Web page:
Panasonic’s GF-2: Small Camera Big Benefits

Beach Florida Keys 14mm lens ISO 200

I’ve been shooting for the past few months in various situations with the Panasonic Lumix GF-2 mirrorless DSLR and I’m very impressed with the camera. It is responsive, the autofocus is quick and accurate and the shutter lag is minimal. Its small size, definitely a plus has made it my ‘always have with me’ camera. Most of the time I’ve used it with the 14mm, 2.5 pancake lens (28mm equivalent) but a couple of weeks ago the folks at Panasonic sent me the 20mm, 1.7 lens (40mm equivalent) and a small, electronic viewfinder that slides into the camera’s hot shoe. This combination works well for my purposes, although it took some time for me to get accustomed to using an electronic viewfinder. I like shooting with a viewfinder because I can hold the camera steadier when I press it against my face as opposed to extending the camera away from me to look at the LCD. Although I usually shoot with a full frame 22 megapixel camera, the file quality on the GF-2’s half size 12 megapixel sensor looks very good and I feel comfortable at an ISO setting at 1200. And with the noise controls in the recent Photoshop and Lightroom raw converters, it’s possible to work with this camera at even higher ISO ‘s.

20mm lens at f/2 ISO 1000 mixed light

Crop of face. Some noise reduction added in Lightroom

My main concern with the GF-2 and the larger GH-2 model is that there is no way to lock the LCD touchscreen’s focus point. If you pick up the camera and touch the LCD while it’s active, there is a good chance that you will move the focus point. I’ve talked with Panasonic about this issue and hopefully the problem can be solved in a future firmware update. And the new Panasonic G3 prototype camera I’m currently testing does have a menu function that will lock the focus point.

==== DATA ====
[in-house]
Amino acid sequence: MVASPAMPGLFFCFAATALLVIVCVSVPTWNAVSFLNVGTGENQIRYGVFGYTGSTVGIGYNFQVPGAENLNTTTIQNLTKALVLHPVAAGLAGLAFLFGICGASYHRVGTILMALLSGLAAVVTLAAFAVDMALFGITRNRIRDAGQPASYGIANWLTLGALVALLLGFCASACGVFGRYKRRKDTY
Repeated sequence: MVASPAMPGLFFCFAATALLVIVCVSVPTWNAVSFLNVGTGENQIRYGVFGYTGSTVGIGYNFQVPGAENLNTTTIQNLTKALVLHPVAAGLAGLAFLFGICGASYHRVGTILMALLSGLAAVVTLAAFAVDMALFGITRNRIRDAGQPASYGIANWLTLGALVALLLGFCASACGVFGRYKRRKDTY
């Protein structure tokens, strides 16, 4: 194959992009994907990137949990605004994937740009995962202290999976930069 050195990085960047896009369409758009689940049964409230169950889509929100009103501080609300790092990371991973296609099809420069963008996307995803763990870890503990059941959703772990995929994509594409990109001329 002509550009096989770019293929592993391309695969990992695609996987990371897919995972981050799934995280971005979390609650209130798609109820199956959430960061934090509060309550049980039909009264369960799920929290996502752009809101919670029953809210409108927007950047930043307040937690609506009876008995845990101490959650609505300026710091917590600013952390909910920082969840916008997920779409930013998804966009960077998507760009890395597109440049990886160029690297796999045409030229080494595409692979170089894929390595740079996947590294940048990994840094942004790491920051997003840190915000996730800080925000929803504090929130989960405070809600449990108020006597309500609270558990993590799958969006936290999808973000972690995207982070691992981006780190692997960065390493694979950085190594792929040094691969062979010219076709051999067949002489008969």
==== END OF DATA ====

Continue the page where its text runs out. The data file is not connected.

Over the years I’ve carried many point and shoot cameras but with their tiny sensors and built in zoom lenses, they’ve never reached the quality level that is needed to publish large images in magazines. For a non professional camera, you can count on the GF-2 to produce a high quality image. I’ve made several nice 17×22 inch prints from this camera with files shot at ISO 800 but as with any camera, large print quality is dependent on many factors besides ISO, including using a tripod at slower shutter speeds and picking the sharpest f stop for your particular lens. Panasonic offers many interchangeable, zoom lenses for the GF-2 however some are larger than the camera. For my purposes of a ‘carry with you camera’ I prefer the 14mm or 20mm pancake lenses. An added plus of using this camera with the small lenses is that you don’t look like a professional and you can get into photographic situations where being a ‘pro’ may cause issues.

With Spring upon us the urge to grab your cameras and get out and shoot is great. On a recent morning while I walked to the gym, I passed by an unusually vibrant bed of tulips, not a typical site in my Manhattan neighborhood. I grabbed the GF-2 out of my pocket and though I had the 14mm lens on the camera, I was able to get in close to one of the flowers (yes these lenses focus close) and make a lovely image.

The camera with you is the best camera you have and the GF-2 is the best camera you can always have with you.